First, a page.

There is ample historical evidence that at the beginning of the 20th century, many people felt that their lives were so rushed that they never had enough time to do the things that they really wanted to do. Back then, many people were feeling constantly hurried as they rushed from home to work and back again, only to waste their evenings doing nothing in particular because they always came home from work too tired to do anything else. And it seems that people were increasingly both bored and anxious–bored with the monotony of modern life and anxious that they would never have time to achieve their lifelong goals of financial stability, international travel, and educational self-improvement.
The times have not changed.
In 1908, an Englishman named Arnold Bennett published a short book called How to Live on 24 Hours a Day. (This readable little volume is in the public domain and widely available for cheap or free online.) In the book, Bennett observes that although there was much practical advice available on living within one’s financial means, there was almost none on how to really live within one’s temporal means, as opposed to merely existing mindlessly from one moment to the next.
Everyone complains that they “don’t have enough time” to do what they want to do. Bennett turns the complaint around: you have all the time that will ever exist for you. Time is the one thing you always have exactly the same amount of. Time is the only resource that is distributed with absolute equity–every one of us is given exactly the same amount each day to spend as we will, and we all part with every minute at precisely the same rate of speed.
What we really mean when we say “I don’t have enough time” is that we have filled up our minutes and hours with activities that are unsatisfying. Bennett goes on to make practical suggestions for using your down-time more productively, whether that be reading a good book while on the commuter train (instead of skimming a newspaper) and taking an hour or so every other evening to work on something you actually want to do (instead of dabbling at the piano or nodding over a book, and then smoking and drinking well into the night). These days in the USA, we commute mainly by car instead of by train, and we waste time in the evenings watching TV or scrolling social media, but our basic situation really has not changed much in a century and a quarter.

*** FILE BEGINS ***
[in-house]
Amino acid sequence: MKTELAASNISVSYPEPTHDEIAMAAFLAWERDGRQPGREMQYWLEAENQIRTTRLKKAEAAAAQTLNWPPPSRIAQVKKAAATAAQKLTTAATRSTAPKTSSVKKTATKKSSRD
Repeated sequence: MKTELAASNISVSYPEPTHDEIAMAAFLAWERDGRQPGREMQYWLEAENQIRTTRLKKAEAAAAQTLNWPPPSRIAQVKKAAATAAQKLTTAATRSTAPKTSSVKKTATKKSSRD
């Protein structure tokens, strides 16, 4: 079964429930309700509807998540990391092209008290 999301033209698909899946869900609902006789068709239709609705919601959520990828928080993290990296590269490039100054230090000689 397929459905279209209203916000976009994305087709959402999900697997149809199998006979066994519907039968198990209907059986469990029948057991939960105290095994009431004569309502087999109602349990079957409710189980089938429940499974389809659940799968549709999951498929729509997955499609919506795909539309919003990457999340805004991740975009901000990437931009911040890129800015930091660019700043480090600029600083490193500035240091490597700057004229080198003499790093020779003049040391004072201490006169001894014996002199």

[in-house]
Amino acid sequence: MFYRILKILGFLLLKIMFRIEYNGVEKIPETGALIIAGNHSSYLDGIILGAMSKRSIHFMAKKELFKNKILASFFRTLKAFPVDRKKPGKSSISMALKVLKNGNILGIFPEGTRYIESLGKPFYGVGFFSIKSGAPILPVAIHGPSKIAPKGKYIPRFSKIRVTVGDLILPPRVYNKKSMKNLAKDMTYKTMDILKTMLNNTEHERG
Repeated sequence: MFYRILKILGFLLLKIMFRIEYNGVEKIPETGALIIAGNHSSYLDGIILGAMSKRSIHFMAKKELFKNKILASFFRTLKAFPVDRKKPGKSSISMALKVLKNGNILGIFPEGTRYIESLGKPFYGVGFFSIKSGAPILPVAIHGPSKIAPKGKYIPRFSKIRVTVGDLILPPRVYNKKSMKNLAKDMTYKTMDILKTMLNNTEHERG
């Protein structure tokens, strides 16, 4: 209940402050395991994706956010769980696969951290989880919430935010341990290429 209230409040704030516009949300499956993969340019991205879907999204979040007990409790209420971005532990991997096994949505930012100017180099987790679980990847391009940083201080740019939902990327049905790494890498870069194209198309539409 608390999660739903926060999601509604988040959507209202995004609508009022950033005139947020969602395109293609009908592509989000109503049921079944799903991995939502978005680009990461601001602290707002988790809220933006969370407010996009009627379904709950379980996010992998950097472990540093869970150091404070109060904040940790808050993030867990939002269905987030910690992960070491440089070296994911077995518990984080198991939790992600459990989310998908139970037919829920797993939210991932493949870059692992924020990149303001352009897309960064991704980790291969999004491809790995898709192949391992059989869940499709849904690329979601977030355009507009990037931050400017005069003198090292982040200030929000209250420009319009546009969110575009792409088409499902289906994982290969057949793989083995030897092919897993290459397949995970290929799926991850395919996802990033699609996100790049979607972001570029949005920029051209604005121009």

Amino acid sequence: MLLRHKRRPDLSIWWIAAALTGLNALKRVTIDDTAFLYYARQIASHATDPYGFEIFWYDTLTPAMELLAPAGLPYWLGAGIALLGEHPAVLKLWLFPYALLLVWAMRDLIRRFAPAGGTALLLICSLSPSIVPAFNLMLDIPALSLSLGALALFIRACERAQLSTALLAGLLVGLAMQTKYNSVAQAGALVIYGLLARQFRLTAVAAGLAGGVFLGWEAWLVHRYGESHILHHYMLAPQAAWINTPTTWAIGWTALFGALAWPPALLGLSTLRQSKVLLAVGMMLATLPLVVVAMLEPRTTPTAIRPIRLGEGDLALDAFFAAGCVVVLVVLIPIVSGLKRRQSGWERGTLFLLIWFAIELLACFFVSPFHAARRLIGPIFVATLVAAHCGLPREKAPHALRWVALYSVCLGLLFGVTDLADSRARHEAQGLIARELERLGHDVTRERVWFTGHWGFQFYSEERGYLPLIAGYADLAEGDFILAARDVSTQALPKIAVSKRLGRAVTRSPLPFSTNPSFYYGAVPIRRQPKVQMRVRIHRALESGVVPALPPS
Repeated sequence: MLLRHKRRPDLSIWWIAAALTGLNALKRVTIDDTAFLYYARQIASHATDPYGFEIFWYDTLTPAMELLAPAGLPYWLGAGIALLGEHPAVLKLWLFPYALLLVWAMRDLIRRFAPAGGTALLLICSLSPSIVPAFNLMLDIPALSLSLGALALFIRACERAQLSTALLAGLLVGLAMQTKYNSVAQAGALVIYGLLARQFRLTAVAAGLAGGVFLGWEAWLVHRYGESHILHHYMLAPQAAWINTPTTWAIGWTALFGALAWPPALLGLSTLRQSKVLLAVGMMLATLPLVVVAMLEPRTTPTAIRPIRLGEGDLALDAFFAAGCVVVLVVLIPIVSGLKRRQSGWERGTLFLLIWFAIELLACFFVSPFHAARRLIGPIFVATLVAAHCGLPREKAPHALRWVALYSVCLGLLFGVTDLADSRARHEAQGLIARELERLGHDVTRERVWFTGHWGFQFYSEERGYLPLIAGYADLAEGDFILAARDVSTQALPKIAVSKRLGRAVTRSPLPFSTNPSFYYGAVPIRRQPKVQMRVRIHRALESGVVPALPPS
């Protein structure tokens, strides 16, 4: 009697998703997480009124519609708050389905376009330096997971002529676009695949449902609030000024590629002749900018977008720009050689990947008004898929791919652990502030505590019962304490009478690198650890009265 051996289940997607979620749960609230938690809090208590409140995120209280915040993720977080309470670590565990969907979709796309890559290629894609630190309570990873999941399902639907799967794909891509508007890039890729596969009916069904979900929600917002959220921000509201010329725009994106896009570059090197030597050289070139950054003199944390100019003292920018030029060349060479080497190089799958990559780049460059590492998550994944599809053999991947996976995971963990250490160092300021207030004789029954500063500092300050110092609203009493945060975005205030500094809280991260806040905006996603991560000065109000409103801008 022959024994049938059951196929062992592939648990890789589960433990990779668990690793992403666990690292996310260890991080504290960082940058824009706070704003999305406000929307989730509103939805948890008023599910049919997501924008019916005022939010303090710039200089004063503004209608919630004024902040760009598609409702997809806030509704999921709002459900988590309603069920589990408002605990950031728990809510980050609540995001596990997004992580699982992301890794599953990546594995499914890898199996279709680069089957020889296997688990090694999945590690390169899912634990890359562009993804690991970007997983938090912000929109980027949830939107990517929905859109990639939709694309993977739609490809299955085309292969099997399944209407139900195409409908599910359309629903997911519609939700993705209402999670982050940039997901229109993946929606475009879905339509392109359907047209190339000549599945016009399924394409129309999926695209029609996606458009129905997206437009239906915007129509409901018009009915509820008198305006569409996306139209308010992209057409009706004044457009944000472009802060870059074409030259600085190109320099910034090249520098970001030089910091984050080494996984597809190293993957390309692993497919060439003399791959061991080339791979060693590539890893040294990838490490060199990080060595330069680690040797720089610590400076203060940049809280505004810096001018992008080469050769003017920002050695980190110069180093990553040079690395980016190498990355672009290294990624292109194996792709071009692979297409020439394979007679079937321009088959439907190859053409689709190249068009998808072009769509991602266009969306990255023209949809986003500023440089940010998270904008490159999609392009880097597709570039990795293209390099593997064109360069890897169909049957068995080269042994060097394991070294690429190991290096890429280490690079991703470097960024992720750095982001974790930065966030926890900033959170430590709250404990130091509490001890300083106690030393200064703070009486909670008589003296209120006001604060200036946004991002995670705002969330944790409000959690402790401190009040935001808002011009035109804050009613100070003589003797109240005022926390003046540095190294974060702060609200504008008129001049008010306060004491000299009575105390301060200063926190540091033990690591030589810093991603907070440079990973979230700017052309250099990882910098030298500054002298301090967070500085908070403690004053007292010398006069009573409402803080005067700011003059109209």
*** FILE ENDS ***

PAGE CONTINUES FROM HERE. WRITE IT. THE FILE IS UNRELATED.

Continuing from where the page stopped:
Bennett points out that, when we get home from work we will protest to ourselves that “we’re tired,” when in reality we are almost never as tired as we think we are. We do have energy left over for self-improvement. Bennett’s book is really more about mental self-discipline than it is about time-management, but he has helped me recognize something about myself. Often when I think I’m tired, what I really am is bored–suffering from that low-level fatigue that comes from being employed doing tasks that are not very demanding physically but that do require mental concentration.
I was reminded of Bennett’s book the other day as I was listening to episode #31 of the Mortise & Tenon Podcast, in which the M&T publishers were discussing the best ways to learn new woodworking skills. They pointed out that most of us don’t have the wherewithal to take week-long classes in, say, chair-making or marquetry, but that we probably do have 10-15 minutes a day that we could devote to woodworking. If I can walk up to my workbench and plane one board flat or chop one mortise before breakfast or after dinner, I can gradually build up valuable skills.
I must admit, though, that the 15-minutes-a-day program has never worked particularly well for me, however well it may work for others.
My first problem with the 15-minutes-a-day approach is that it often takes me 10-15 minutes just to clear off my workbench to the point at which I can actually do something at it. My recent series of blog posts on de-cluttering grew out of a personal attempt to correct that underlying problem, and lately I have found myself able to walk up to my workbench, get out a couple of tools, and complete a 10-minute task. That’s been very satisfying.